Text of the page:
Masters of All They Surveyed. Exploration, Geography, and a British El Dorado (review)

Karl H. Offen
2002 Journal of Latin American Geography  
Bravo) boundary work that created so many difficulties for both commissions. The premise for mapping what is now the current United States and Mexico border was, of course, the conflict between the two countries and the subsequent loss by Mexico of a great part of national territory. Rebert, although careful not to stretch the importance of this loss, provides a balanced context for understanding how painful the loss of this territory was for Mexico. Despite the low concentration of Mexican
more » ... onals established "north" of the current border, the Southwestern Borderlands had long been occupied by indigenous peoples, Spanish settlers, and the "mestizo" society so prevalent in the core of Mexico. The presence, and absence, of those settlements was of crucial importance in the mapping of the border region. On more than one occasion, errors were made that excluded or trapped Mecxican towns on the US side of the border. The greatest challenge to both commissions was mapping and understanding the changing nature and morphology of the Río Grande (Río Bravo del Norte) in establishing the boundary between the two countries. On more than one occasion surveyors tore their hair out, as shifting watercourses and sand breaks created serious discrepancies in field maps, sometimes on a daily basis. Such difficulties are portrayed by Rebert concisely in the example of El Chamizal, a Mexican community that ended upon the US side of the border because of the Río Grande's shifting water channels. Rare still in this case was that the Mexican map of the area was recognized as the only authentic and original map. Rebert's final chapter analyzes the importance of the US-Mexican boundary, on both legal and physical terms. The author is able to portray the political implications of map interpretations, and how later jurisprudence regarded the physical boundary as paramount, even when mapping errors had occurred. Further notes, an appendix on map authorities, and 45 maps accompany the text as supplement for the interested reader. While the representations of historical maps are greatly appreciated, and are works of art in their own right, the small format of this book is a disadvantage in portraying such huge stretches of territory and terrain. This volume will be of interest mainly to historians of cartography, border scholars, and historians interested in the matter of political boundaries. The devil of cartographic details inherent in such a text will most likely fend off use by undergraduates. This reviewer, however, does plan on using several sections in a field methods class, to illustrate how difficult field mapping was in the past, and what techniques were typical at the time the border was created.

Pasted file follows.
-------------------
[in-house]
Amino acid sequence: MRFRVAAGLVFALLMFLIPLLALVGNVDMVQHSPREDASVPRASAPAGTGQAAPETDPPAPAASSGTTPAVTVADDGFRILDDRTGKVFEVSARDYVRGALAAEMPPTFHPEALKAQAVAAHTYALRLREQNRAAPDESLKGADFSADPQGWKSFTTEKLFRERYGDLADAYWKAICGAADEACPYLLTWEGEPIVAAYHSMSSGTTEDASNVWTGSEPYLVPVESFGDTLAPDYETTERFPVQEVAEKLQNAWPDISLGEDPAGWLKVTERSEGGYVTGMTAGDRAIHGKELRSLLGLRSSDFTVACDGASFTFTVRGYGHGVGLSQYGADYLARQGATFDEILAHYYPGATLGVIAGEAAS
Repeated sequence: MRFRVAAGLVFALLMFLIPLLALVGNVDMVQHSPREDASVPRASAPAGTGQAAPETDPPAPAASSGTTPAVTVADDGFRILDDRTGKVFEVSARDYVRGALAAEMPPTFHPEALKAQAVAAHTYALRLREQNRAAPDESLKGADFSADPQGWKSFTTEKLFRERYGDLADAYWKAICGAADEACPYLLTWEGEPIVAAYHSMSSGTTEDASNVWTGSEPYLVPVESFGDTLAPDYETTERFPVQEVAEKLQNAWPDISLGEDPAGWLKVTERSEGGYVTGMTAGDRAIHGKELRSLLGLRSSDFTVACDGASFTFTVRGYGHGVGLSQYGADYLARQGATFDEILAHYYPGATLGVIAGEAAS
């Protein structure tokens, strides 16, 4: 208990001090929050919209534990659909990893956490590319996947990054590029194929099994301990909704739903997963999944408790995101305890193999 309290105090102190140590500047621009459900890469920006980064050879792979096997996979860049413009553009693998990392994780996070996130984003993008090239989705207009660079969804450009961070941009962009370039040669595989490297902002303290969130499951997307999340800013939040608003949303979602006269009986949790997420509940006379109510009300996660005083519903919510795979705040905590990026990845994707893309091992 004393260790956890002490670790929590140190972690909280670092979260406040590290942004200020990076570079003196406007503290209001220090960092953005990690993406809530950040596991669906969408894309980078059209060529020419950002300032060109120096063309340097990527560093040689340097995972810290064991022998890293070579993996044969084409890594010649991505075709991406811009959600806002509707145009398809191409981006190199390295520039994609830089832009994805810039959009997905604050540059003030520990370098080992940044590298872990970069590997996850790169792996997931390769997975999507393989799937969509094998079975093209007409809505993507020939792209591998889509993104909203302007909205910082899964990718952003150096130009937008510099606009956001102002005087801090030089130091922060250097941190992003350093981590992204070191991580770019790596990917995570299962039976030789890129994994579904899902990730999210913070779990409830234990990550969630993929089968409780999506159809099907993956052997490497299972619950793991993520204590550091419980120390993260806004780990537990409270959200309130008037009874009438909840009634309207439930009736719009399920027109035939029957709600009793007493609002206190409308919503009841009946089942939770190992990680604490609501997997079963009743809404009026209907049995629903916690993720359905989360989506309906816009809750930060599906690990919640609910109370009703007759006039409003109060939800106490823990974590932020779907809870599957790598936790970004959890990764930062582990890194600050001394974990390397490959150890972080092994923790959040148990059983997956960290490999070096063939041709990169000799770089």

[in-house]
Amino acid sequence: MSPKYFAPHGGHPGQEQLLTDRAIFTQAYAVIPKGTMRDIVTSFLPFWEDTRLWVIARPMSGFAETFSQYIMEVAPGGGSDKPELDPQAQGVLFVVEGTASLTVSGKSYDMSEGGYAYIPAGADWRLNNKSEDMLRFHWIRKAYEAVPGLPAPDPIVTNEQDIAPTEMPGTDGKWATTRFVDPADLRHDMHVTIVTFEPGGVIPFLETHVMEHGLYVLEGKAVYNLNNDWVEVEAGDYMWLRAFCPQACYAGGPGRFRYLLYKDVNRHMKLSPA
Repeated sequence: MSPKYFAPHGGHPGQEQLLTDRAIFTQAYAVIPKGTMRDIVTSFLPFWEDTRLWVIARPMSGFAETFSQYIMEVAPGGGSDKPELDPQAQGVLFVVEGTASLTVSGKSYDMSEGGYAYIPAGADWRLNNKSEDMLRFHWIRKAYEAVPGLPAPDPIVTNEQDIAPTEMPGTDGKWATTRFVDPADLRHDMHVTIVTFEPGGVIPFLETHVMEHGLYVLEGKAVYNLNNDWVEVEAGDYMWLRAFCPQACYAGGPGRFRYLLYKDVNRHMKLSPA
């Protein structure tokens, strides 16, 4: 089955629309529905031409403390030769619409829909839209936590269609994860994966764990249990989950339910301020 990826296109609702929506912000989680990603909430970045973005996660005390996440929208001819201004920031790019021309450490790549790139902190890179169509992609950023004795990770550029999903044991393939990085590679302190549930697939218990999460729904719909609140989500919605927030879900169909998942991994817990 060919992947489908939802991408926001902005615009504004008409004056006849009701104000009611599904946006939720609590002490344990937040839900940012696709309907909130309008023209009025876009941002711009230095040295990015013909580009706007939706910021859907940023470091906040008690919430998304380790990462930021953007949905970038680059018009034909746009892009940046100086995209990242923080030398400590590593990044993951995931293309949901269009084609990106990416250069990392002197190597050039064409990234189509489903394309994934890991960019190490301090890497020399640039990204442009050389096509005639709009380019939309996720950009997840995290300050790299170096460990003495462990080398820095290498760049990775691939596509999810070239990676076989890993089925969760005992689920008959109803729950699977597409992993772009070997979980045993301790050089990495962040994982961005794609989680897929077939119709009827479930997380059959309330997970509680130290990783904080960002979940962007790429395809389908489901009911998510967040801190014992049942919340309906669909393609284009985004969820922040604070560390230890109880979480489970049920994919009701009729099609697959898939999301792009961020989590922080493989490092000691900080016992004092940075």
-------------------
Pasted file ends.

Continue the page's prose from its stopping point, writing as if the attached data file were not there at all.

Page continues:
doi:10.1353/lag.2007.0026 fatcat:s2cnsexu6bhmthmhxqiigbfbye